Trilegal disputes head goes independent

Sitesh Mukherjee disputes resolution
Sitesh Mukherjee

Sitesh Mukherjee, a partner and national head of disputes at Trilegal, is leaving the firm after 11 years to go independent and handing over the disputes reins to partner Shankh Sengupta.

Mukherjee says the plan to work as an independent legal counsel had been in the works for the past three years. “When senior founding partner Anand Prasad retired in 2017, it was felt that the firm needed its senior partners to keep things steady,” he told India Business Law Journal. “I also had the unfinished business of building a capable disputes team in Mumbai along the same lines as in New Delhi.”

At Trilegal, Mukherjee led the effort of turning a team of four lawyers into a multifaceted disputes practice based in three cities, with 65 lawyers and six partners. “We succeeded to a large extent in moving away from a purely solicitor-based practice to one where partners and lawyers across the board – not just in niche areas – were regularly appearing and arguing cases in different courts and forums,” he said.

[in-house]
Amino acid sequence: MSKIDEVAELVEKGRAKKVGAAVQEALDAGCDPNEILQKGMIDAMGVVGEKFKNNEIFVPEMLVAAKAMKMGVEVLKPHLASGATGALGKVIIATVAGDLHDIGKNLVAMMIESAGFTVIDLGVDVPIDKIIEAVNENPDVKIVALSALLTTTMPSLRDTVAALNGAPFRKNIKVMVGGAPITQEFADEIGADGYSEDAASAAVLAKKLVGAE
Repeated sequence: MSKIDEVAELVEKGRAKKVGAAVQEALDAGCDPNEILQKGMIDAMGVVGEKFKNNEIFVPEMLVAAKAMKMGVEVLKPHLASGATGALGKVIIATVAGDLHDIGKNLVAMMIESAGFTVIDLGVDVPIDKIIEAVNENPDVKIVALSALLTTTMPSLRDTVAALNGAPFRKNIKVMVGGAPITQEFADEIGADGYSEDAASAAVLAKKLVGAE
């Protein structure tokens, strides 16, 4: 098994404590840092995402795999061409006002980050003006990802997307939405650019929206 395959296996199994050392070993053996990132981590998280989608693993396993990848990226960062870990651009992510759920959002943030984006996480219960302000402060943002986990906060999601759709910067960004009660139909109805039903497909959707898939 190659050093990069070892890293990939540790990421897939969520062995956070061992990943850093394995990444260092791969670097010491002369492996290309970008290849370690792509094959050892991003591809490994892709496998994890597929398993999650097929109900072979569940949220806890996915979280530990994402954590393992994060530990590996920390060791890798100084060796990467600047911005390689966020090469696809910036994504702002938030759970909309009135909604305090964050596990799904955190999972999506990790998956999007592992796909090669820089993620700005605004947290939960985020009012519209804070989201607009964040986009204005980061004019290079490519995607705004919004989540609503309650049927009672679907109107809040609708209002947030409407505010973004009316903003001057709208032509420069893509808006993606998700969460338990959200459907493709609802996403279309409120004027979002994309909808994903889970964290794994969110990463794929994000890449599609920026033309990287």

“Of course, for high-stakes matters we would invariably work with a variety of senior counsel, but even here much of the advisory and strategy work would be done within the team.”

Clients were supportive of Mukherjee’s move, but he says he will not carry over any work with him. Mukherjee has been in the legal profession for 27 years and handled corporate-commercial disputes and high-stakes arbitrations.

“Despite all the various commitments as a law firm partner, I continued to look for opportunities to argue my cases,” he says. “Hence, I felt confident about moving into counsel practice.”

Mukherjee has said mentoring young lawyers is something he is keen to devote more time to. “I am making myself available to share my experience with individual lawyers and small and mid-sized firms when they are advising clients in pre-dispute situations, as well as strategy.”

Covid-19 has especially had an impact on young disputes lawyers, with courts tending to important matters or final hearings through videoconferences, which are typically handled by those more senior in the profession.